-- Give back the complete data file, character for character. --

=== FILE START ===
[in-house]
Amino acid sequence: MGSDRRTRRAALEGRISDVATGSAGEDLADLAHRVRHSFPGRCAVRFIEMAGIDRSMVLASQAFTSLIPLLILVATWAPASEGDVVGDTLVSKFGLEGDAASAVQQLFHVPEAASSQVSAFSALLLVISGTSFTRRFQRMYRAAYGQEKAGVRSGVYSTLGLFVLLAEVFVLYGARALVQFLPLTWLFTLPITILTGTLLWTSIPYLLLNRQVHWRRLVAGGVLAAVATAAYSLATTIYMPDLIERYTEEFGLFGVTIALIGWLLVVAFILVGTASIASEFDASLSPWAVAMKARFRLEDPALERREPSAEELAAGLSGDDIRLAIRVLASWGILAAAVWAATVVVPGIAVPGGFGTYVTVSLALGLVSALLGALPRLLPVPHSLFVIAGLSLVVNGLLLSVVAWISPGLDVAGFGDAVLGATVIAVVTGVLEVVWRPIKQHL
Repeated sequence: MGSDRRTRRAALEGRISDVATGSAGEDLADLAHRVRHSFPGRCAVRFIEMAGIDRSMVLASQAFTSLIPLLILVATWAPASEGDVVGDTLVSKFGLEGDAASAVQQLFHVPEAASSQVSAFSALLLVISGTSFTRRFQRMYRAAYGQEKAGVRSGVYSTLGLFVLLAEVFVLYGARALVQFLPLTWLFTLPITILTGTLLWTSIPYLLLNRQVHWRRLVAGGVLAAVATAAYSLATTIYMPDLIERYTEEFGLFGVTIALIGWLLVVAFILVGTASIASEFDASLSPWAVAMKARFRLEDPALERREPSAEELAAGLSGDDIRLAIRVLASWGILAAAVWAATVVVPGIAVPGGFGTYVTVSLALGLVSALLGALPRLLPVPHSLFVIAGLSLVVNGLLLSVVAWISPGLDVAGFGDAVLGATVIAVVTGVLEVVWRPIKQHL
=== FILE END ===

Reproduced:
[in-house]
Amino acid sequence: MGSDRRTRRAALEGRISDVATGSAGEDLADLAHRVRHSFPGRCAVRFIEMAGIDRSMVLASQAFTSLIPLLILVATWAPASEGDVVGDTLVSKFGLEGDAASAVQQLFHVPEAASSQVSAFSALLLVISGTSFTRRFQRMYRAAYGQEKAGVRSGVYSTLGLFVLLAEVFVLYGARALVQFLPLTWLFTLPITILTGTLLWTSIPYLLLNRQVHWRRLVAGGVLAAVATAAYSLATTIYMPDLIERYTEEFGLFGVTIALIGWLLVVAFILVGTASIASEFDASLSPWAVAMKARFRLEDPALERREPSAEELAAGLSGDDIRLAIRVLASWGILAAAVWAATVVVPGIAVPGGFGTYVTVSLALGLVSALLGALPRLLPVPHSLFVIAGLSLVVNGLLLSVVAWISPGLDVAGFGDAVLGATVIAVVTGVLEVVWRPIKQHL
Repeated sequence: MGSDRRTRRAALEGRISDVATGSAGEDLADLAHRVRHSFPGRCAVRFIEMAGIDRSMVLASQAFTSLIPLLILVATWAPASEGDVVGDTLVSKFGLEGDAASAVQQLFHVPEAASSQVSAFSALLLVISGTSFTRRFQRMYRAAYGQEKAGVRSGVYSTLGLFVLLAEVFVLYGARALVQFLPLTWLFTLPITILTGTLLWTSIPYLLLNRQVHWRRLVAGGVLAAVATAAYSLATTIYMPDLIERYTEEFGLFGVTIALIGWLLVVAFILVGTASIASEFDASLSPWAVAMKARFRLEDPALERREPSAEELAAGLSGDDIRLAIRVLASWGILAAAVWAATVVVPGIAVPGGFGTYVTVSLALGLVSALLGALPRLLPVPHSLFVIAGLSLVVNGLLLSVVAWISPGLDVAGFGDAVLGATVIAVVTGVLEVVWRPIKQHL